Lichen sclerosus et atrophicus, lichen scleroatrophic
What is it?
Lichen scleroatrophic is a disease of unknown cause that primarily affects women. It is more common in adults but can also affect children. It is not a contagious disease and there is no need to avoid physical contact with others.
The lesions are located most frequently in genital and anal regions, but also occur in other body areas, such as the neck, shoulders, back and chest.
Characteristics and symptoms
The characteristic lesions are lighter than the skin, of atrophic aspect (the skin is thinner than usual) and showing little hardened points in the pores. There may be scaling in some cases.
The size usually ranges from very small to several inches. In general, the lesions are asymptomatic, but can be itchy, especially in cases of lesions in female genitalia.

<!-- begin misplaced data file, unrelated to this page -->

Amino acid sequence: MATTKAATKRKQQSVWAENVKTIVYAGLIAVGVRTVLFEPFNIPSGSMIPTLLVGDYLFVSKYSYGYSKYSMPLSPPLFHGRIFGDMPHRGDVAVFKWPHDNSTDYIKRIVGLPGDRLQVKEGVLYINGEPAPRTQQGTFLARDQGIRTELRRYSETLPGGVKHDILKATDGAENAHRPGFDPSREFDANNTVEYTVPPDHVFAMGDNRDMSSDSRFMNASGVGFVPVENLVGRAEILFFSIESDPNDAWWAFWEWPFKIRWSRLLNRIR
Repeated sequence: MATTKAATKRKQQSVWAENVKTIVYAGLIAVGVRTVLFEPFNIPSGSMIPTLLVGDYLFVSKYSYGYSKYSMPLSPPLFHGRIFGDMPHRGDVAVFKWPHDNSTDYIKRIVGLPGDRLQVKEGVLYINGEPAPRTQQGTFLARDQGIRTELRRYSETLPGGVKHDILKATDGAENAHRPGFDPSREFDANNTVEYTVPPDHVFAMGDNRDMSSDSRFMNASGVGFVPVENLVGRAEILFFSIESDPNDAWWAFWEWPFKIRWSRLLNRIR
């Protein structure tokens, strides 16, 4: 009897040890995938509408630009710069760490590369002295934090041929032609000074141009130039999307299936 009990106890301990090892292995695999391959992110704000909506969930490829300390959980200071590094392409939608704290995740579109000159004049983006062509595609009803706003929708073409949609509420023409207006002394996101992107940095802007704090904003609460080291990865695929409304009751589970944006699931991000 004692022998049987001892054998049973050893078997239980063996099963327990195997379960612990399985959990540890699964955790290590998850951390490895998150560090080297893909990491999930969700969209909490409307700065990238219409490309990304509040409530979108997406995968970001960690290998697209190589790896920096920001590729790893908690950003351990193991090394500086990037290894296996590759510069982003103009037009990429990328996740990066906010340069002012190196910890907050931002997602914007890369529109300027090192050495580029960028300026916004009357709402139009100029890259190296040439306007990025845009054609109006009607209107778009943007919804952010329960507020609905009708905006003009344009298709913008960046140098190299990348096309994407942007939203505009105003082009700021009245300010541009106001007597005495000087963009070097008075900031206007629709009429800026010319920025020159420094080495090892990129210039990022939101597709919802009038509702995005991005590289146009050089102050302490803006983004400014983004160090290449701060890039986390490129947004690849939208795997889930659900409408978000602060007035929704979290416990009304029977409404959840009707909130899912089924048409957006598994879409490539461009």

In the genital areas, the lesions usually present whitish color and, in some cases, simulate vitiligo. In man, the most frequent location is the glans (penis) and, in women, the vulva. In both cases, the disease can acquire a sclerotic characteristic, with decreased skin elasticity, which becomes hardened, giving rise to the conditions known as Balanitis xerotica obliterans in man and Vulvar kraurosis in women.
When the disease affects female genitalia in childhood, with features similar to vitiligo, there may be spontaneous regression over the years.
The diagnosis is usually based on clinical features, but a biopsy may be needed for confirmation.
The treatment of skin lesions is done with topical corticosteroids on the form of creams or ointments. Genital lesions may be treated with testosterone or progesterone ointments, according to each case. The duration of treatment is usually long and perseverance in using the medications is needed to achieve the best results.
- Lichen planus